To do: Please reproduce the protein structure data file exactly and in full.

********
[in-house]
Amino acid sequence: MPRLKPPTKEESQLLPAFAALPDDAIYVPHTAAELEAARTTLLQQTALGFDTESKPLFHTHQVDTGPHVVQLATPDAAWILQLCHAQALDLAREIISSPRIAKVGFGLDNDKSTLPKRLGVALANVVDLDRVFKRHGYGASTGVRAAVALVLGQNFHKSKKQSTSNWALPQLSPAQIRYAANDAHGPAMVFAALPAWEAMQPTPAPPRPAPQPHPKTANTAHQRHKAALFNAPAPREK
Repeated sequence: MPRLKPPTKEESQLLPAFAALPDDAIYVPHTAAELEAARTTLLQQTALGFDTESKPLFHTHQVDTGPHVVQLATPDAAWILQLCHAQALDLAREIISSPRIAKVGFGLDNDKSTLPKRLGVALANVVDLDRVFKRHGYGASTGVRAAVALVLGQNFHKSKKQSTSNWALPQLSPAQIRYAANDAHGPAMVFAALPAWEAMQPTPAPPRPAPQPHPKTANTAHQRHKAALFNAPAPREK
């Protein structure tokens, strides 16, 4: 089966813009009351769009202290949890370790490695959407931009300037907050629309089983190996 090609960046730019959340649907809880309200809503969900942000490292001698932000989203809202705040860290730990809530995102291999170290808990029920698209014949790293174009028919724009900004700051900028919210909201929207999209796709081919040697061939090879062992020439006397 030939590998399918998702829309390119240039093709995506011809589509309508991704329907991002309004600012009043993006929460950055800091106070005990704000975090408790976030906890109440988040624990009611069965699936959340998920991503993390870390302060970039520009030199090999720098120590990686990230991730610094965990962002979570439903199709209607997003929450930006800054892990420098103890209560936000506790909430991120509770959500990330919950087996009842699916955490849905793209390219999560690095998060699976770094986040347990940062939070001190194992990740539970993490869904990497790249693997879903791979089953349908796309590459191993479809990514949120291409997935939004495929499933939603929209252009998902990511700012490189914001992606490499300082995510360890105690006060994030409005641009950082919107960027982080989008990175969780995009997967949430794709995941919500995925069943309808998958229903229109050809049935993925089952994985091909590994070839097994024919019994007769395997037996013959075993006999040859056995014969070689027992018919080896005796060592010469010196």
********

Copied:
[in-house]
Amino acid sequence: MPRLKPPTKEESQLLPAFAALPDDAIYVPHTAAELEAARTTLLQQTALGFDTESKPLFHTHQVDTGPHVVQLATPDAAWILQLCHAQALDLAREIISSPRIAKVGFGLDNDKSTLPKRLGVALANVVDLDRVFKRHGYGASTGVRAAVALVLGQNFHKSKKQSTSNWALPQLSPAQIRYAANDAHGPAMVFAALPAWEAMQPTPAPPRPAPQPHPKTANTAHQRHKAALFNAPAPREK
Repeated sequence: MPRLKPPTKEESQLLPAFAALPDDAIYVPHTAAELEAARTTLLQQTALGFDTESKPLFHTHQVDTGPHVVQLATPDAAWILQLCHAQALDLAREIISSPRIAKVGFGLDNDKSTLPKRLGVALANVVDLDRVFKRHGYGASTGVRAAVALVLGQNFHKSKKQSTSNWALPQLSPAQIRYAANDAHGPAMVFAALPAWEAMQPTPAPPRPAPQPHPKTANTAHQRHKAALFNAPAPREK
């Protein structure tokens, strides 16, 4: 089966813009009351769009202290949890370790490695959407931009300037907050629309089983190996 090609960046730019959340649907809880309200809503969900942000490292001698932000989203809202705040860290730990809530995102291999170290808990029920698209014949790293174009028919724009900004700051900028919210909201929207999209796709081919040697061939090879062992020439006397 030939590998399918998702829309390119240039093709995506011809589509309508991704329907991002309004600012009043993006929460950055800091106070005990704000975090408790976030906890109440988040624990009611069965699936959340998920991503993390870390302060970039520009030199090999720098120590990686990230991730610094965990962002979570439903199709209607997003929450930006800054892990420098103890209560936000506790909430991120509770959500990330919950087996009842699916955490849905793209390219999560690095998060699976770094986040347990940062939070001190194992990740539970993490869904990497790249693997879903791979089953349908796309590459191993479809990514949120291409997935939004495929499933939603929209252009998902990511700012490189914001992606490499300082995510360890105690006060994030409005641009950082919107960027982080989008990175969780995009997967949430794709995941919500995925069943309808998958229903229109050809049935993925089952994985091909590994070839097994024919019994007769395997037996013959075993006999040859056995014969070689027992018919080896005796060592010469010196």